The July 21st article in the Des Moines Register, Group faults Iowa for standards for math, English created more than a little stir among my Iowa colleagues, and I want to take a moment to respond from my perspective. Some background on my perspective:
- I was one of the original writing team members for the Model Core Curriculum back in 2005
- I have served on a variety of work teams and committees in the ongoing development of the work of the Iowa Core--one of which is a team that was convened just this month to look critically at the content of the Common Core, the relationship between the Iowa Core and the Common Core, and make recommendations to the State Board of Education (BOE) regarding Common Core adoption
There really are two separate issues to be addressed in the article: Iowa's adoption of the Common Core and the Fordham Institute's analysis of the Iowa Core. I will just address one of these issues in this posting-for the sake of brevity.
On the issue of Common Core adoption:
By the time you read this, I anticipate the BOE will have adopted the Common Core. While I do understand and appreciate the reactions of some of my colleagues who feel as if the train has just jumped the tracks (again, as many of you who have been around much longer than I have might add), let me contextual this.
The Iowa Core is broad. It addresses six different outcomes, only one of which is content alignment--or aligning what we teach with the Essential Concepts and Skills of the Iowa Core. Presumably, the adoption of the Common Core will have the largest impact on this work. All the good work already happening with effective instruction, leadership, assessment, community engagement, and professional development remains on track. And, I believe much of the work districts have already done in the world of content alignment will still be relevant in the post Common Core adoption world.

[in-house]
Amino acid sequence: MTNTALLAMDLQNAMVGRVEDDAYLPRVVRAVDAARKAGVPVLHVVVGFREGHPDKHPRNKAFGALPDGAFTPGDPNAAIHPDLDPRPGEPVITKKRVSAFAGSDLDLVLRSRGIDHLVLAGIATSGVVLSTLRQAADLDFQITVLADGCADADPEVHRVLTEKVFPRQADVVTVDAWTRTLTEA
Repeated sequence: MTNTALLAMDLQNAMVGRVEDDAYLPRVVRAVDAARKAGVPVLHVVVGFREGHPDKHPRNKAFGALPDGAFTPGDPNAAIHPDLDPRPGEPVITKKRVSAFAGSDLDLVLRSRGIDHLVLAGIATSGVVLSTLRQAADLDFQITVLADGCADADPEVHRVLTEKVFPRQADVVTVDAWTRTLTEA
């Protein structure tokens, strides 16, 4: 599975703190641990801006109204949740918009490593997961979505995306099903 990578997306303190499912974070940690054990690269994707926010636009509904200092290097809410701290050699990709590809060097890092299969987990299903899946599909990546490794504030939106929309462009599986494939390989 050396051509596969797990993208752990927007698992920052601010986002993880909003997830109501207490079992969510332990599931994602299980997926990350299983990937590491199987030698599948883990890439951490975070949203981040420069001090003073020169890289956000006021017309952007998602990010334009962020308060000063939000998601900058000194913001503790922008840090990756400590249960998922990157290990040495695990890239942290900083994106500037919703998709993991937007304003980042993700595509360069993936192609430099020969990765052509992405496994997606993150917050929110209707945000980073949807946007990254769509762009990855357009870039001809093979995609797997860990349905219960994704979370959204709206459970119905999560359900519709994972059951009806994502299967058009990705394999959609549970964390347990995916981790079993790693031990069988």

Further, I have to say that, though I have been a staunch advocate of the Iowa Core, it is not perfect. After an in-depth review of the English/Language Arts portion of the Common Core, I would also admit that it's not perfect. Nothing is. Keep in mind that the rules of adoption allow a state to add 15% to the Common Core. Iowa will be doing so. I can say definitively that the result will be something that is better than either Iowa Core or Common Core alone, and this is good for the students of Iowa.
I will close by reminding you that the Iowa Core is a continuous improvement process. It is not an event--or even a series of events. Progress requires change, and I, for one, see the adoption of the Common Core with Iowa's 15% addition as a good thing.